August 31, 2015

Biology of Parasitism: Modern Approaches


Course Date: June 19 – August 8, 2015

Deadline: February 5, 2015 | Online Application Form

2015 Lecture Schedule (PDF)

Course Website

Directors: Kirk Deitsch, Weill Cornell Medical College, and Gary Ward, University of Vermont

A unique course for advanced graduate students, postdocs, and independent investigators, who are seeking thorough training in modern approaches to the study of protozoan and helminthic parasites. Limited to 16 students.

The focus of this course is on the molecular basis of parasite function and the host/parasite interaction with special emphasis on the most recent and exciting developments in these areas. The course consists of daily lectures juxtaposed with intensive experimental work. About 40 invited speakers will give a lecture in their area of expertise and meet informally with students. These lectures will cover virtually all of the systems and areas of active research in modern parasitology. The laboratory portion of the course strikes a balance between ensuring that students acquire the technical expertise necessary to pursue these areas of research in their own careers while maintaining the element of the search for the unknown. Furthermore, the students will have the opportunity to work side-by-side at the benchtop with faculty recognized as leaders in their respective fields. The following areas are among those to be covered in the experimental portion of the course: (1)parasite motility and evolution of organelles in early branching eukaryotes; (2) vector biology: Anopheles mosquitos their infection by Plasmodium parasites; (3) immunology and pathogenesis of protozoan and helminthic infections and (4) African trypanosome and Toxoplasma host parasite interactions and cell biology.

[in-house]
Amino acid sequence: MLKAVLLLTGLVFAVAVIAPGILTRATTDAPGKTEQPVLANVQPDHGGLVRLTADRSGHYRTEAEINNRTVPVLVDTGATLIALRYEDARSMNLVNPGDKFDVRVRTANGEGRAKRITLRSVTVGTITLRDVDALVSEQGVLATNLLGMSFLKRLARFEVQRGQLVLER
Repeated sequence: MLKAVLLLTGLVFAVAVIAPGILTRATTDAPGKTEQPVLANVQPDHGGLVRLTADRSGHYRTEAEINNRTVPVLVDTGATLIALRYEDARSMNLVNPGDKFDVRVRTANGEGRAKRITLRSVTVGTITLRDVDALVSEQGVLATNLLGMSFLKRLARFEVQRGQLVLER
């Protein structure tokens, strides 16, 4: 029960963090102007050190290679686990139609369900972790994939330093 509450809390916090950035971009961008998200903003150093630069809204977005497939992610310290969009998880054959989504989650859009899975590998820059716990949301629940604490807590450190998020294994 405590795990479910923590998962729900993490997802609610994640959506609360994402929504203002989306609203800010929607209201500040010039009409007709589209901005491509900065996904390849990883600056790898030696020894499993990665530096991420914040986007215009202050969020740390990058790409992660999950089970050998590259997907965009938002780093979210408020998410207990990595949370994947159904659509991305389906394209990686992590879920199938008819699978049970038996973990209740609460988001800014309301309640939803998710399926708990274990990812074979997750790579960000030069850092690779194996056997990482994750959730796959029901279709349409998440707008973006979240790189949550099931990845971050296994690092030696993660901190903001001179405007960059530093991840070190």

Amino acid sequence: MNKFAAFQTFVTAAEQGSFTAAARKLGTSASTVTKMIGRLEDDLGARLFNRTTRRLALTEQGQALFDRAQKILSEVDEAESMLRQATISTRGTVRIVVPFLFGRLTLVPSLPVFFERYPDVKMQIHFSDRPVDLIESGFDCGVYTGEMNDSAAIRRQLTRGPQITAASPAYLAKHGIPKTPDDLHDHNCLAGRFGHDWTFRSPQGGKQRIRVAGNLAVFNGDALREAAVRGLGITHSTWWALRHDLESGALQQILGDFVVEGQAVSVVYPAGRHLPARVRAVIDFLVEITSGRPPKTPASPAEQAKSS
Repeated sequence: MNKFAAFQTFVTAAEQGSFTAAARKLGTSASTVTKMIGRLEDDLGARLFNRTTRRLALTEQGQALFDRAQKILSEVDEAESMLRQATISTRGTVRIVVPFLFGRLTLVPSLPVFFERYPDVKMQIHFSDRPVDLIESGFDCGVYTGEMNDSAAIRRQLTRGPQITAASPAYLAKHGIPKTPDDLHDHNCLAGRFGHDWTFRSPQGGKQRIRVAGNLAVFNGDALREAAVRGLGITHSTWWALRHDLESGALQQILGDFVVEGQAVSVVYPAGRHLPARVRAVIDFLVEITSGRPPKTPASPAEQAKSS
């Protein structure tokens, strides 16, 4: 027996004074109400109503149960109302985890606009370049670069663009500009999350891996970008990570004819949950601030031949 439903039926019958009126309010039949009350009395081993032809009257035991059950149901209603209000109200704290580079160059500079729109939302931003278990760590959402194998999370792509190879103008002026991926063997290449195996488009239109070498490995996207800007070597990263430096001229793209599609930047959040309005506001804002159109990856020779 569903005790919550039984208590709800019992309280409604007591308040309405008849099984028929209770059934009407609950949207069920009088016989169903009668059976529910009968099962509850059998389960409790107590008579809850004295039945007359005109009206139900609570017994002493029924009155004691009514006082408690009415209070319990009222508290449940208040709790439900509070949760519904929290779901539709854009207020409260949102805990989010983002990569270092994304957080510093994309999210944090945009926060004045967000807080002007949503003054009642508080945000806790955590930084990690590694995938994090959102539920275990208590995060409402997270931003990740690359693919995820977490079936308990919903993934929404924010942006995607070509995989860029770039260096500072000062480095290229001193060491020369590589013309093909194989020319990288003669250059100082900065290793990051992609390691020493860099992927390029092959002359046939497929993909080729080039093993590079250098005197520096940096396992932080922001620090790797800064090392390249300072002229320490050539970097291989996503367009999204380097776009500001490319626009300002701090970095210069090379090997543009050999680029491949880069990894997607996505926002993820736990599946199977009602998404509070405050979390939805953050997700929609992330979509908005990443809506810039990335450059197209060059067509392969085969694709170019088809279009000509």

This course is supported with funds provided by:

Burroughs Wellcome Fund
Howard Hughes Medical Institute
Wellcome Trust

2014 Course Faculty and Lecturers

Photini Sinnis, Johns Hopkins University
Jan Tachezy, Charles University
Christian Engwerde, Queensland University of Medical Research
Colby Zaph, University of Vancouver
Oliver Billker, Sanger Institute
Flaminia Catteruccia, Harvard University
Giel van Dooren, Australian National University
Kent Hill, University of California at Los Angeles
Mark Jenkins, University of Minnesota
Marion Pepper, University of Washington
Phillip Scott, University of Pennsylvania
Meera Nair, University of California at Riverside
Andrew MacDonald, University of Edinburgh
David Sacks, National Institutes of Health
Rick Tarleton, University of Georgia
Alan Sher, National Institutes of Health
William Martin, Heinrich-Heine University, Germany
Jayne Raper, Hunter College of New York
Bill Sullivan, University of Indiana
Volker Heussler, Institute of Cell Biology, Bern, Switzerland
Iris Bruchhaus, University of Hamburg
Terry Taylor, Michigan State University
Zach Cande, University of California at Berkeley
Patricia Johnson, University of California at Los Angeles
George Dimopoulos, Johns Hopkins University
Paul Bates, Lancaster University
Dan Neafsey, The Broad Institute
Margaret Phillips, University of Texas, Southwestern
David Horn, London School of Hygiene Tropical Medicine
Boris Striepen, University of Georgia
Isabel Roditi, University of Bern, Switzerland
Keith Matthews, University of Edinburgh
Peter Bradley, University of California at Los Angeles
Gerald Spaeth, Pasteur Institute
Kiaran Kirk, Australian National University